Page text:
Employers who ask for your A level and O level results
Interviewers who don’t read your resume before the interview
Interviewers who are too boastful
Dubious and unprofessional recruiters and HR managers
Lack of entry level PMET roles
My first thought:
I shall let the politicians answer no. 5 as that is market forces at work. But Points 1 to 4 looks to me like an attack on HR.
To which – borrowing Jeraldine’s meme – I say:
Showcasing, that first and foremost, an interview is a 2-way street.
1. Employers who ask for your A level and O level results:Has a personality crystal ball been invented? No, that’s right. Not yet.
Whether or not – but especially if you are – a fresh graduate, getting your results is our way of getting raw data from you which can allow us to piece together a jigsaw puzzle of what you will be like as a future colleague. We wish to know if you have book smarts and street smarts, ethics and morals, etc. Because at the end of the day, we have a job to do also, which is to, in the shortest amount of time possible, paint a positive picture of you to the person/people you will directly report to, and these info give us bits to work on. Sure, it is time consuming, and perhaps not the most intelligent way, but until we invent a mind-reader and a personality crystal ball, please come ready with such info, caffeine-boosted personality, and a dazzling smile.
2. Interviewers who don’t read your resume before the interview: We have a job ahead of us to do. You have 60mins to play nice. – Sounds like you have a better deal.
Of course we want to hear from you!The form you filled out will serve as notes, but here’s a stage and we just went to some trouble to put you on it, and we sincerely hope you impress us! Even criminals have a chance to make a written statement AND a trial – it’s a privilege, take advantage of it. And yes, we admit, we don’t read the resume in full before the interview. We skip to the part “are you suffering from any contagious disease” and if you check NO, we invite you in and play “let’s get to know each other” if this is not democratic enough, I don’t know what is.
Besides, some people cannot even pronounce the courses they’ve enrolled in.
3. Interviewers who are too boastful: I repeat. An interview is a 2-way street
We want to charm you to come work for us! That’s why we do that. It’s like a date. Us boasting is somewhat proof that we have gone to the gym and brought some flowers. You? Will you bring your manners? You can politely accept our self-praise, and cleverly turn that into some sort of alignment with the company and its staff. Instead of sitting across from us, nodding, rolling your eyeballs, then penning a listicle to teach us a lesson.
4. Dubious and unprofessional recruiters and HR managers: Yes. some black sheep walk among us.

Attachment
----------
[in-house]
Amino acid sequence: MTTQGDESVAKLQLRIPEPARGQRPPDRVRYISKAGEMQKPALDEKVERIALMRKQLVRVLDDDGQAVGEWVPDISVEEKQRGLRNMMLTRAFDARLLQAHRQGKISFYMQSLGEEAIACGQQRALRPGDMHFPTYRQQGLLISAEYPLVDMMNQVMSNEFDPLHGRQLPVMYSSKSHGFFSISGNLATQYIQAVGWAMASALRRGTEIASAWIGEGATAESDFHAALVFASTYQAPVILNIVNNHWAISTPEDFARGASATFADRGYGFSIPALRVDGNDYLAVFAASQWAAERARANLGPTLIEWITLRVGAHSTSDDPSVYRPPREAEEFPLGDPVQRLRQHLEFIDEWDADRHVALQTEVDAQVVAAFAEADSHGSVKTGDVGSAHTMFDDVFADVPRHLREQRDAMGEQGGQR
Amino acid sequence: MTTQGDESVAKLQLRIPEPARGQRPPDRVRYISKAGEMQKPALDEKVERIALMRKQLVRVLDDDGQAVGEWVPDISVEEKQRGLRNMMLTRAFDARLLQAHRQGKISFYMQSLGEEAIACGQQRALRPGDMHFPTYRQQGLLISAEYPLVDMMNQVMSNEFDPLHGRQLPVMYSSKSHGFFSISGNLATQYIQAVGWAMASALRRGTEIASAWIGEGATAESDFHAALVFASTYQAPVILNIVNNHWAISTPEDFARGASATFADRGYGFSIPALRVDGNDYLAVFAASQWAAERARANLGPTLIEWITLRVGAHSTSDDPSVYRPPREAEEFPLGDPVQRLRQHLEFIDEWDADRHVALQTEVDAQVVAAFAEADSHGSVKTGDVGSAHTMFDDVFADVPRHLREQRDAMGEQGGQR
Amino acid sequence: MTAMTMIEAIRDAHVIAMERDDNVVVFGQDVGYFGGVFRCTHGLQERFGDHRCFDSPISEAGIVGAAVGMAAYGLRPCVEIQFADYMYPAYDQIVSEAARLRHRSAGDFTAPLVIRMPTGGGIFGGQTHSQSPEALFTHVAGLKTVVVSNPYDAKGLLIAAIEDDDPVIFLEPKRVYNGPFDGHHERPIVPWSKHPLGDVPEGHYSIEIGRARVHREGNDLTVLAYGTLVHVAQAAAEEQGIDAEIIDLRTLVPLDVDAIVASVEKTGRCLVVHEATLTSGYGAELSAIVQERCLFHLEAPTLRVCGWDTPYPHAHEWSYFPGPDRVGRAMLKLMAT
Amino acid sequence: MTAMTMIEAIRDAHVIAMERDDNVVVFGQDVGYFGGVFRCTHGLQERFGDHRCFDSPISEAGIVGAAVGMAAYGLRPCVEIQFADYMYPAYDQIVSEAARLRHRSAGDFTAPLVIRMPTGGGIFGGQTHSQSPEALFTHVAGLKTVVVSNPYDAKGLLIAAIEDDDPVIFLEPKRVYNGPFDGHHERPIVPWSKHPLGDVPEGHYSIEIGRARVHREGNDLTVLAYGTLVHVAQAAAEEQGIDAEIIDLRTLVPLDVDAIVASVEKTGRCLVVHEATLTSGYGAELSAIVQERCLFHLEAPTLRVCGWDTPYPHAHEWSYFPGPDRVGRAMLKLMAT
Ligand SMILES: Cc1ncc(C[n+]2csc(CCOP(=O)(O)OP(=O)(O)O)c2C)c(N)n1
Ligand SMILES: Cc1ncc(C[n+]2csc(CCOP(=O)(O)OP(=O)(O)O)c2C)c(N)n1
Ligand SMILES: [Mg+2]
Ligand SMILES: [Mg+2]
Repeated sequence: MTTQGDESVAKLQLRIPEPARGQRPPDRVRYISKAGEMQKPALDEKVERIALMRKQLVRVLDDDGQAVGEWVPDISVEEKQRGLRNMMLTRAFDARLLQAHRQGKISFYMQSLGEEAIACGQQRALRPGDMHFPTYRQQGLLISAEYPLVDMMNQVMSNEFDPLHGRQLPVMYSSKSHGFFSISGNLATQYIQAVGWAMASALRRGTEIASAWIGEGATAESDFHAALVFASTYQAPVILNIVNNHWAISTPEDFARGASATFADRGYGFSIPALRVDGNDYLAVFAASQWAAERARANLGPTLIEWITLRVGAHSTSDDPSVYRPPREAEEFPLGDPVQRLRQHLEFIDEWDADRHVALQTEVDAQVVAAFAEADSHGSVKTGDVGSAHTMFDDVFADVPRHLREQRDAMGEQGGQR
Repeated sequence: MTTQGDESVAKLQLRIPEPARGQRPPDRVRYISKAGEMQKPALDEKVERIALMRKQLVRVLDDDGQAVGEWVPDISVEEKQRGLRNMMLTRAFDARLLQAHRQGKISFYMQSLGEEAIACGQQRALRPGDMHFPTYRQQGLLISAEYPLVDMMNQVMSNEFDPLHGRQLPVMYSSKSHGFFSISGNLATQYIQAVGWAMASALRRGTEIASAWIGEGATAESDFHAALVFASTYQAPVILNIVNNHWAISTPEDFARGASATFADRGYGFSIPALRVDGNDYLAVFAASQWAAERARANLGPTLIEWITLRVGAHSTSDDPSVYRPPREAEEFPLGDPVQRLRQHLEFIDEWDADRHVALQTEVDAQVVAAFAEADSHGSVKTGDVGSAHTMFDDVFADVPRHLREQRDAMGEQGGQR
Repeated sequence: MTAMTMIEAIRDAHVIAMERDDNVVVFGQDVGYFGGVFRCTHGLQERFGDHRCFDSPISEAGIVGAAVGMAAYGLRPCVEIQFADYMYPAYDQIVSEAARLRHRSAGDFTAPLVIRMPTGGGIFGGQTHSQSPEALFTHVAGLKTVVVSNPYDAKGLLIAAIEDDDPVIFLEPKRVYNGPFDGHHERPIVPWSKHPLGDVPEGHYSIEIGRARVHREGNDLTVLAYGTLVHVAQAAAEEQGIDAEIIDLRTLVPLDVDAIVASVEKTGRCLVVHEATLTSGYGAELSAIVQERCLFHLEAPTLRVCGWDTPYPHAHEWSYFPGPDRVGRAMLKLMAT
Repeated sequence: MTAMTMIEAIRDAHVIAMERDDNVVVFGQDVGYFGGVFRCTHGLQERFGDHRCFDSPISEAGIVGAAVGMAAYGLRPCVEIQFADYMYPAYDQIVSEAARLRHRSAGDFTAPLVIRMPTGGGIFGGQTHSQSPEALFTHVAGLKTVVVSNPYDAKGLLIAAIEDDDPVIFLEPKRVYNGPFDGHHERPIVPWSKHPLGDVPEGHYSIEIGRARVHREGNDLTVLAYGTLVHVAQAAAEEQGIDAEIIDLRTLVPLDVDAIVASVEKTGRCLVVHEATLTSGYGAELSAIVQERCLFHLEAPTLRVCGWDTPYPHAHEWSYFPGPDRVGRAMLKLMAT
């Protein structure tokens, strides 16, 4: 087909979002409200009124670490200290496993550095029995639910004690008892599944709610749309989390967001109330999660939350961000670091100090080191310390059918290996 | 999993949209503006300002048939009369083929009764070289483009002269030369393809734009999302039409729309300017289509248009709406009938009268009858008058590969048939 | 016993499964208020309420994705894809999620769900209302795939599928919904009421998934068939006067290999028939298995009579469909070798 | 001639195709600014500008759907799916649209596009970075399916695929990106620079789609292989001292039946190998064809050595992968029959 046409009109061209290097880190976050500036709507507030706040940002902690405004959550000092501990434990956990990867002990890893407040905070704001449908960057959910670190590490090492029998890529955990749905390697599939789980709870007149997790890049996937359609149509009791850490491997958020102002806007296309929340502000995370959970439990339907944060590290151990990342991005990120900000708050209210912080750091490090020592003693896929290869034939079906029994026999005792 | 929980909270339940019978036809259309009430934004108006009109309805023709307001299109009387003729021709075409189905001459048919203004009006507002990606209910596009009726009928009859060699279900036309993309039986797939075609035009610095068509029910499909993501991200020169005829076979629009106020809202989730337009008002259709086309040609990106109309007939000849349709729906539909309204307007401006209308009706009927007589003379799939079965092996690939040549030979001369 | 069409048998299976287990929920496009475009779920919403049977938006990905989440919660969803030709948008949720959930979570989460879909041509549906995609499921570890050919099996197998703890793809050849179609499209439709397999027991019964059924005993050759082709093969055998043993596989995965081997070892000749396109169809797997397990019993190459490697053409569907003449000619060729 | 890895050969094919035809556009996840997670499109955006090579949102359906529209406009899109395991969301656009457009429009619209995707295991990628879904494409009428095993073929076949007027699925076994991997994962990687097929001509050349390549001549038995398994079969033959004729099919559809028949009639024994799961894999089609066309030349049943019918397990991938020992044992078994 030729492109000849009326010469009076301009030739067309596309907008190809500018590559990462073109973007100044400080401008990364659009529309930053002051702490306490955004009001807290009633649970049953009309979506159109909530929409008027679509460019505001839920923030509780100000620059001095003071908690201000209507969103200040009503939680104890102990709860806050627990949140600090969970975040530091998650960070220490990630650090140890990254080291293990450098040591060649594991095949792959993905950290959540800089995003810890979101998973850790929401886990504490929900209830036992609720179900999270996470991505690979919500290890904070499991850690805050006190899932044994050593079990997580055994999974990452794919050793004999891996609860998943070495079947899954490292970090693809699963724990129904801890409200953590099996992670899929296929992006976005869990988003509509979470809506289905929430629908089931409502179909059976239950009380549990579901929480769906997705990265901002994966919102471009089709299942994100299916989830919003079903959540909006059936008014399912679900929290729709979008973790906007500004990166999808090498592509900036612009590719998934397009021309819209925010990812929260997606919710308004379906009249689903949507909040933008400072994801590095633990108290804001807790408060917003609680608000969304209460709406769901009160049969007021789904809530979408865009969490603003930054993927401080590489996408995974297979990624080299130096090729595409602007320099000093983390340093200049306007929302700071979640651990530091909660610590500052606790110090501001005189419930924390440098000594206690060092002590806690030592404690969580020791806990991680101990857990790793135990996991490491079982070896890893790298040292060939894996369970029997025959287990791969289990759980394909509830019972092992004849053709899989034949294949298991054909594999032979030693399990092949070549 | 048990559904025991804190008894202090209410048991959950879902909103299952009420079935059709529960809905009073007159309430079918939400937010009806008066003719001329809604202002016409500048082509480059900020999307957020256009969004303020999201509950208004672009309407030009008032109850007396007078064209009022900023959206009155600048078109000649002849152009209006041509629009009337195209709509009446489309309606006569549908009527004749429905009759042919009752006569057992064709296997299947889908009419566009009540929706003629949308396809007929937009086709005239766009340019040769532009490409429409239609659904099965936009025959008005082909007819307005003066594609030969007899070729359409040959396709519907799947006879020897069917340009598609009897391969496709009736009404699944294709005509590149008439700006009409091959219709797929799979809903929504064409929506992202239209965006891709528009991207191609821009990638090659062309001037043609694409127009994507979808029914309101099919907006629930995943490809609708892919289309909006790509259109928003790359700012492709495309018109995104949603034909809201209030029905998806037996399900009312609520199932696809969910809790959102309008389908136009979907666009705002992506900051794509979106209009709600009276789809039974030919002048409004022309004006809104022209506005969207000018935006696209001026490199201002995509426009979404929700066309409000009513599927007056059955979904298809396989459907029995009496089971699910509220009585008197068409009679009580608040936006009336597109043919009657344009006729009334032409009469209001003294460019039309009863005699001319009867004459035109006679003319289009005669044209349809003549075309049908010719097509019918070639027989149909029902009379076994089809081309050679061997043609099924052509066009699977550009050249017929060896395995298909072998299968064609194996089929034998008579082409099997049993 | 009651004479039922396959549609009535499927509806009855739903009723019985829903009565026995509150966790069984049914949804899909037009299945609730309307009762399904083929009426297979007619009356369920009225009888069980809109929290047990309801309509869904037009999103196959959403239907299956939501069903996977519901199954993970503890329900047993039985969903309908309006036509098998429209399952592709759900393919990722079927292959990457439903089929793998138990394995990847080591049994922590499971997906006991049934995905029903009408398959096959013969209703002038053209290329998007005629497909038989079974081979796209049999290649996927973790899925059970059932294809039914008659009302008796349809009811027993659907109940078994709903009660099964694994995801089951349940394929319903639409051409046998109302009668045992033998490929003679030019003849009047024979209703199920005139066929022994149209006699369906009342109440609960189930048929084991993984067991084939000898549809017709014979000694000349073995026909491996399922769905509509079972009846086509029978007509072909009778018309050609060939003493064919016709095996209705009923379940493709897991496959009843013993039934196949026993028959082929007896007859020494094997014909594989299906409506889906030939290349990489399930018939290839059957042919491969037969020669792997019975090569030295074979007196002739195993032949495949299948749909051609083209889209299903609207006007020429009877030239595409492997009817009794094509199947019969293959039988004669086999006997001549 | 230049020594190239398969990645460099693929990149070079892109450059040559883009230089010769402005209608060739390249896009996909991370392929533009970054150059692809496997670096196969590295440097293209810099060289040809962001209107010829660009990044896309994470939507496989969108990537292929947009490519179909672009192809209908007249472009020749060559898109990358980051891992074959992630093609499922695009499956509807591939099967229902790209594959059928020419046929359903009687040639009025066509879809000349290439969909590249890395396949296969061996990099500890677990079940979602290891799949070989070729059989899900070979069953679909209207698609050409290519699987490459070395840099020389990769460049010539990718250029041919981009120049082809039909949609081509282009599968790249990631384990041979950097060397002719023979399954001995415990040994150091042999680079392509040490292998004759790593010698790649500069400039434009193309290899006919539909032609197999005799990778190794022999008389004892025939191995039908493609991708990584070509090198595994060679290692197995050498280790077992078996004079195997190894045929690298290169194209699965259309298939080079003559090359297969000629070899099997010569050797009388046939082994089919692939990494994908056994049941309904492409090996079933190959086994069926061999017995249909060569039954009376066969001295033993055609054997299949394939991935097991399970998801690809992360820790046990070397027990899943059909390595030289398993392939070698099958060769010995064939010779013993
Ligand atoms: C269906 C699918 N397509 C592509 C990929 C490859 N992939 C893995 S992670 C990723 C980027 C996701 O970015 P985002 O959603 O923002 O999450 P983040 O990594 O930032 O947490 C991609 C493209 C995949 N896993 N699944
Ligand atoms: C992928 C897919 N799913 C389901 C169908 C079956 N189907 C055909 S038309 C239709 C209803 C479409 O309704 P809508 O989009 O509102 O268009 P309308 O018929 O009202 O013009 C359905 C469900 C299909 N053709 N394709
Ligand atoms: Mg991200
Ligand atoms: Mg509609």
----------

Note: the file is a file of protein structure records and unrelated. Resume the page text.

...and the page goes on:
But guess what, we haven’t stopped interviewing millenials, so don’t shut down all HR departments.
Here are 5 commandments I think can help in your next job interview / would have added more value to your readers.
Thou shalt walk through thy resume with interviewer.
Proof of authenticity that you have not manipulated any information in your resume and for you to showcase how articulate you are. Also if they haven’t read through your resume think about how many resumes they scan through during selection process, maybe they just cannot remember because they are overloaded with information? So help your interviewer out, quit whining.
Thou shalt bring thy certificates to interviews.
Your grades may not define your performance as to how you will work, but rather it boosts your opportunity to get the job over someone else and it proves your knowledge credibility. They need to hire someone that is honest and reliable. Makes sense right? Unless you order food without first seeing the menu?
Thou shalt do my homework, and sell myself.
QuintCareers: “An adage in interviewing says the most qualified applicant is not always the one who is hired — which means the hired candidate is often the job-seeker who does the best job in responding to interview questions and showcasing his or her enthusiasm for the job, and fit with the department, and organisation.”
Thou shalt close the deal.
Conduct good practices like actively asking about the next steps in the process and the timetable the employer expects to use to make a decision about the position. And follow-up.
Thou shalt give thanks.
Thank Interviewer(s) in Person, and by Email even if you didn’t enjoy the interview / don’t think you’re going to get the job. It’s just common courtesy really, and should come as no surprise. When in doubt, inundate interviewer with professionalism and politeness, instead of saying #okaythanksbye #readmyblog
My favourite part about reading Jeraldine’s blog post? Some of the great comments she received. Like this one.
We all have some work to do. Let’s be kinder to each other.
This writer wants to be known as Helen Rodriguez, i.e. HR